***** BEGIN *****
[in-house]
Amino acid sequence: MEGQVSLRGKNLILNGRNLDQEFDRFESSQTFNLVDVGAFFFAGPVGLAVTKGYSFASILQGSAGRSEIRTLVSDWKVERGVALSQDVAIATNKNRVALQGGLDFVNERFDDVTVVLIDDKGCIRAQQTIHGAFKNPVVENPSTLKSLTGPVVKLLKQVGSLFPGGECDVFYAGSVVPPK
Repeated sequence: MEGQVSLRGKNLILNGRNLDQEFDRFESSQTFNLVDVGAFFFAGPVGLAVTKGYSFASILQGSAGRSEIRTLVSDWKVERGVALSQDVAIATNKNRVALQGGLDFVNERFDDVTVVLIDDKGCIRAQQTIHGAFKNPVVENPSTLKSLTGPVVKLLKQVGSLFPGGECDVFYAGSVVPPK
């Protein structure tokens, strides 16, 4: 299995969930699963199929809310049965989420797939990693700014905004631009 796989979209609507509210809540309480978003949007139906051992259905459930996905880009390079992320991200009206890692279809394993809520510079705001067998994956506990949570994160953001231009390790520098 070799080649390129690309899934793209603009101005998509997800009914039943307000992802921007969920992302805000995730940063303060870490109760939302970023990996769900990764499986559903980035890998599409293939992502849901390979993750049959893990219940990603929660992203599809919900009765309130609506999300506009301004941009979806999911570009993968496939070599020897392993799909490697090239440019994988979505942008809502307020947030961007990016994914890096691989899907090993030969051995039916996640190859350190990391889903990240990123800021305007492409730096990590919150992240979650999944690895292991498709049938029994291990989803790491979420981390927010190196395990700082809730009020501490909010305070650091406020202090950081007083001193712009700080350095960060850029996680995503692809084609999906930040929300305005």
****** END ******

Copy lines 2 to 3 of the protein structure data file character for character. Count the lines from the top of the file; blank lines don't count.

Amino acid sequence: MEGQVSLRGKNLILNGRNLDQEFDRFESSQTFNLVDVGAFFFAGPVGLAVTKGYSFASILQGSAGRSEIRTLVSDWKVERGVALSQDVAIATNKNRVALQGGLDFVNERFDDVTVVLIDDKGCIRAQQTIHGAFKNPVVENPSTLKSLTGPVVKLLKQVGSLFPGGECDVFYAGSVVPPK
Repeated sequence: MEGQVSLRGKNLILNGRNLDQEFDRFESSQTFNLVDVGAFFFAGPVGLAVTKGYSFASILQGSAGRSEIRTLVSDWKVERGVALSQDVAIATNKNRVALQGGLDFVNERFDDVTVVLIDDKGCIRAQQTIHGAFKNPVVENPSTLKSLTGPVVKLLKQVGSLFPGGECDVFYAGSVVPPK